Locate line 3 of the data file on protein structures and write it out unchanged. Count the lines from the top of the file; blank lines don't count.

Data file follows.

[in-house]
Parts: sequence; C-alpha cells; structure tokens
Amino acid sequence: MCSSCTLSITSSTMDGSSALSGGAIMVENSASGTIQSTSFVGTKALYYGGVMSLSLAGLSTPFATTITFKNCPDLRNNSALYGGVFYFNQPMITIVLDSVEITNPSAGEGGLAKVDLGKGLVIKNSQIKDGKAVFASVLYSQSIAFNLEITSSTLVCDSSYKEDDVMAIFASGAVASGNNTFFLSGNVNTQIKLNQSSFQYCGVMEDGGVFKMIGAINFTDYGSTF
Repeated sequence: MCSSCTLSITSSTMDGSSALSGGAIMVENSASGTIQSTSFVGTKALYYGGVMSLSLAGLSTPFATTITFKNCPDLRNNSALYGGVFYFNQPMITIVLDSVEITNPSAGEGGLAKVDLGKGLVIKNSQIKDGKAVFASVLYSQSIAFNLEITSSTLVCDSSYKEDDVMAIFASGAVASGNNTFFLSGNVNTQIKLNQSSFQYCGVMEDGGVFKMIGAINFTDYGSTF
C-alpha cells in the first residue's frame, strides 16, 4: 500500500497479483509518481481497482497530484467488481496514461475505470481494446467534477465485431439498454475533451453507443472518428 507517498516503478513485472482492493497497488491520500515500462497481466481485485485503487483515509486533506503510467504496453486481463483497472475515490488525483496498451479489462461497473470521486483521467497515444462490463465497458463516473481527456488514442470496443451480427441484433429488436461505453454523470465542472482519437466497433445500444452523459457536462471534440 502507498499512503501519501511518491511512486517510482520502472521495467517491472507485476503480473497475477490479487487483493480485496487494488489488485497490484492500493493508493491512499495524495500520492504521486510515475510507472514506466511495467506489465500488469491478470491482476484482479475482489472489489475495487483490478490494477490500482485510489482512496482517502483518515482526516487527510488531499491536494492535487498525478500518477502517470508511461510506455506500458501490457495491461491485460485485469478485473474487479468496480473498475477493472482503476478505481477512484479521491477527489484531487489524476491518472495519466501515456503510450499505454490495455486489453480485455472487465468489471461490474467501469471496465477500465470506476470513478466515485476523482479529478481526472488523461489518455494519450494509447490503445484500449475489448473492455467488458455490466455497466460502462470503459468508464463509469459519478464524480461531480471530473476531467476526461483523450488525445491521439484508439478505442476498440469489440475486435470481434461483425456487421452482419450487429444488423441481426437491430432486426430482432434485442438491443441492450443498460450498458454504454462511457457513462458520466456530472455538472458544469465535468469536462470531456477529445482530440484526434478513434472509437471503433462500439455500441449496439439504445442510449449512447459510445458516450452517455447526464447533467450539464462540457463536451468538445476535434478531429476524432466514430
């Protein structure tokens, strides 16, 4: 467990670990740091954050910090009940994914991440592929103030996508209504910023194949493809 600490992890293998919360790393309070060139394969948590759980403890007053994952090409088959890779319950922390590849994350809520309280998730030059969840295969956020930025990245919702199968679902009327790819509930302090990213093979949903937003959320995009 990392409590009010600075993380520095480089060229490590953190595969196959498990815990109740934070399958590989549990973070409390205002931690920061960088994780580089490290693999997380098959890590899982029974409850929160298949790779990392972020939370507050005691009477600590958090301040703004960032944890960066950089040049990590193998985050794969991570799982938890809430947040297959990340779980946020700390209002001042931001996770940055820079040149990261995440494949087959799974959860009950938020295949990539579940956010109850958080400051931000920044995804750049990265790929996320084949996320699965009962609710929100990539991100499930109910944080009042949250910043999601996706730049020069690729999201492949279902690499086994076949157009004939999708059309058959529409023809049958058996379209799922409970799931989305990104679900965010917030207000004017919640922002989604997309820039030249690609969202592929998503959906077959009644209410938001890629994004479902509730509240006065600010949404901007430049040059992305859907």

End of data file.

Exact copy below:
Amino acid sequence: MCSSCTLSITSSTMDGSSALSGGAIMVENSASGTIQSTSFVGTKALYYGGVMSLSLAGLSTPFATTITFKNCPDLRNNSALYGGVFYFNQPMITIVLDSVEITNPSAGEGGLAKVDLGKGLVIKNSQIKDGKAVFASVLYSQSIAFNLEITSSTLVCDSSYKEDDVMAIFASGAVASGNNTFFLSGNVNTQIKLNQSSFQYCGVMEDGGVFKMIGAINFTDYGSTF